Wednesday, 14 November 2012
Happy Birthday, BBC?
I have to confess that I have not only changed my default news page on my laptop from BBC to The Independent, but also my default news channel on our television from BBC to Sky News. It reflects my growing sense that, for all its much-touted objectivity, one is on shifting editorial sands with the BBC. It's rather like the sensation of being on what you believe to be and what looks like solid ground only to find it's the treacherous Grimpen Mire in The Hound of the Baskervilles. At least with The Independent and Sky News you know what stables they come from and can make the appropriate recalibration. The BBC has, I know, a fine history of news presentation. But I was recently provoked to look at the BBC's charter, and was impressed (or not) by what a utilitarian document it now is, as redrafted in 1996, its object defined by its purposes, which include such things as sustaining citizenship, promoting education and "creativity", bringing the UK to the world etc. Nowhere is the ideal of telling the truth upheld. I suspect that's because those drawing up the revised charter said to each other, 'What is truth?' and couldn't come up with an answer - other than, "Well, there's my truth, and there's your truth, and everyone has their own truth" - truth doesn't exist.
However the idea of objectivity and impartiality depends on some universal concept of truth. This year has seen the myth of the BBC's objectivity finally exploded. I say "finally" because it's clear from the Savile saga that objectivity has not been defining the corporation's news coverage for some time. Whether it stretches as far back as the wartime demands for news restrictions, and, as some would regard it, propaganda, it is certainly not the case that it has broadcast unvarnished or unslanted versions of the news. Recently, for example, it is clear that it mouths the government line on such events as the Arab spring or Syria, where the "goodies" are the opposition and the "baddies" are the Assad regime. It is clearly true, as I observed before, that that regime has committed and is committing atrocious acts of repression. It hardly takes a great leap of imagination to understand how we in the UK would feel if "the world's most respected news outlet" were making that sort of moral judgement about our political parties, whoever was in power. It also had the practical effect, for better or worse, of encouraging the opposition to believe that West was on their side and would shortly arm and even assist them, and thus to plunge into a horribly costly conflict with a vastly superior government military machine. Similarly Israeli activity against the Palestinians is reported whilst there is silence about rocket attacks the other way round. There is, whether we like it or not, an editorial stance at the BBC - which is largely that of the mouthpiece of the liberal establishment.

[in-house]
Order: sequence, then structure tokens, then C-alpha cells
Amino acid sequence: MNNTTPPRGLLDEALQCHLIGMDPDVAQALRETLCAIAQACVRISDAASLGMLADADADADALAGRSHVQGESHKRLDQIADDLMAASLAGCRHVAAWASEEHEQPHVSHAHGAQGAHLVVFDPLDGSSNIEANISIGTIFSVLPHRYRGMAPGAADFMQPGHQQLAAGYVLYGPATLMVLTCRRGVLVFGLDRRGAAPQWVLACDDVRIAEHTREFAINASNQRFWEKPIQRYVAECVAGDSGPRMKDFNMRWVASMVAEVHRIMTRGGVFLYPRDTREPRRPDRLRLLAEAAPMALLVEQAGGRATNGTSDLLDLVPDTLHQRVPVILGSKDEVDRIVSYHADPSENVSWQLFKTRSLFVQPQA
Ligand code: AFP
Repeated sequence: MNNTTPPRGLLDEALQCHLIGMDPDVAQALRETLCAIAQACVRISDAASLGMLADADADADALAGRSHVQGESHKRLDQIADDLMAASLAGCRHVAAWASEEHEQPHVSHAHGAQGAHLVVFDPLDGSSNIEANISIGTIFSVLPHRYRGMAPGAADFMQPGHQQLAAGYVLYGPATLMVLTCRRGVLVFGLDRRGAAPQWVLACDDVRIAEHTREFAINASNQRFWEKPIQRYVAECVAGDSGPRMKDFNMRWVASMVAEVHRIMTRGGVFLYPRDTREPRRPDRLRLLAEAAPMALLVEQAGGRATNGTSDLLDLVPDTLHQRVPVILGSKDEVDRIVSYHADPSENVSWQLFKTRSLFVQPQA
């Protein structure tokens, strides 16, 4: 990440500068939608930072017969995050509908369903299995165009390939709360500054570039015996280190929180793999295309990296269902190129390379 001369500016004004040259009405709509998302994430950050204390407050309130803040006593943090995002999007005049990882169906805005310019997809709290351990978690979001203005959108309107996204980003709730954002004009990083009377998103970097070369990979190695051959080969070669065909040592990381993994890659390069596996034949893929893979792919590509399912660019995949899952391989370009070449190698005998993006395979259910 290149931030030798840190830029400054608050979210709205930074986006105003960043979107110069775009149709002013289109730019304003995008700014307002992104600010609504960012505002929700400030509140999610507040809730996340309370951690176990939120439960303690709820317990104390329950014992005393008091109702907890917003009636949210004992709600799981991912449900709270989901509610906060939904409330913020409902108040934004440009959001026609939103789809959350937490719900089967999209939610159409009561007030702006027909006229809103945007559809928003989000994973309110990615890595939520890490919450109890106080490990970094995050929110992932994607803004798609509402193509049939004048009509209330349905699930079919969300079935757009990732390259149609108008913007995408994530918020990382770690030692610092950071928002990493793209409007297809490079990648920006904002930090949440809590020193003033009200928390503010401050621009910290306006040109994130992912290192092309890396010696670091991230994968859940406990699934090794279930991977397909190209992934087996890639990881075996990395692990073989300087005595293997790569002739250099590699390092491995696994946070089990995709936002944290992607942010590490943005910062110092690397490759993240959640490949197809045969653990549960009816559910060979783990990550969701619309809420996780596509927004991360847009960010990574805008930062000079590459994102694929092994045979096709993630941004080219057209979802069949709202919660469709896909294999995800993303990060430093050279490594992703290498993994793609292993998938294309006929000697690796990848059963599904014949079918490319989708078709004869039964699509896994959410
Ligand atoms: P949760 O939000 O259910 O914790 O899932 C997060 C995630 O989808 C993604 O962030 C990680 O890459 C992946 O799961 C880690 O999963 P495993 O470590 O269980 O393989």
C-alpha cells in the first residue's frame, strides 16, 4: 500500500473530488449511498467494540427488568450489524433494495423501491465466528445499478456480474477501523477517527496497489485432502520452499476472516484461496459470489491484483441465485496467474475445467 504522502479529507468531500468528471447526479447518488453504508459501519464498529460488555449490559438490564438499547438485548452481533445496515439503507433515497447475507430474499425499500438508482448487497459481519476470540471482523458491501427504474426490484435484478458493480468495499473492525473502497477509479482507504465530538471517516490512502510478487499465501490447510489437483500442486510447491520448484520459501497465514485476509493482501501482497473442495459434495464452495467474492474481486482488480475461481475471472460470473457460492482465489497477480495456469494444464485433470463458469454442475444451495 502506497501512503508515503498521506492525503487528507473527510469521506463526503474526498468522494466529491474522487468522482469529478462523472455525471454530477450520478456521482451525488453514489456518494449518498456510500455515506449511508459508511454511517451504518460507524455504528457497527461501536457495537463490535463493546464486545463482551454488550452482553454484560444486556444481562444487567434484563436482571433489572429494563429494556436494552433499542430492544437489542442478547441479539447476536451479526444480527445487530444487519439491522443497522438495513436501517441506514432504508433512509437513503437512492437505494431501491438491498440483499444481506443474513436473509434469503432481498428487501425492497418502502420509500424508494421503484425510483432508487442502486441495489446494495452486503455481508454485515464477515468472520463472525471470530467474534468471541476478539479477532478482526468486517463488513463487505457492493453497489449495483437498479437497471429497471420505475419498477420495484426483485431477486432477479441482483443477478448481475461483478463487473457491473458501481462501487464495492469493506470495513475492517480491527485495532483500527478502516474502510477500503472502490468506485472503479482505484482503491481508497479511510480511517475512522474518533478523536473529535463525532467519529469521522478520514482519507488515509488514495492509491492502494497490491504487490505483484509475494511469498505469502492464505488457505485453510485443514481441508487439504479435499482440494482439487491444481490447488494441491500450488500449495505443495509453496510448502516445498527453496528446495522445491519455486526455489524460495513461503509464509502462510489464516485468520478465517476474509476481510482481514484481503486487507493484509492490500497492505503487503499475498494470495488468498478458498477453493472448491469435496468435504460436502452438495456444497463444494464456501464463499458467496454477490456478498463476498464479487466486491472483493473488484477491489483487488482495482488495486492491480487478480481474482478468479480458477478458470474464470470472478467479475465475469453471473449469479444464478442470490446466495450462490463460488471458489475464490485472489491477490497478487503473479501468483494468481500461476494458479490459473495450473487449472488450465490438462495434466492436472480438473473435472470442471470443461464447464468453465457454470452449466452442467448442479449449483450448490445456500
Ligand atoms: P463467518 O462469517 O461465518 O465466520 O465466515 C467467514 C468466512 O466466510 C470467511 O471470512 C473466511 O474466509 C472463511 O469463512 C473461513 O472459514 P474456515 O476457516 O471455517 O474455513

I wish Lord Patten and Mr Davie every success in reforming this aged lady whose care is now their unenviable charge. I'm not sure that it's not too late to teach an old dog new tricks. I'd suggest one area they might look at is the practice of outsourcing news programmes or items. It seems fairly obvious that there is a strong incentive for private production companies to come up with as sensational news stories as possible in order to obtain a contract as it appears the "Bureau of Investigative Journalism" did in the case of the shoddy Lord McAlpine Newsnight programme. It seems that the BBC has quite sufficient news correspondents, chief reporters and ordinary reporters of its own not to need outside help and therefore extra levels of editorial supervision.
Meanwhile, I'll be watching Sky News tonight. I fancy I won't be missed from the party.
PS Apologies to those who were puzzled by the rogue entry that popped up from two years ago. My mistake!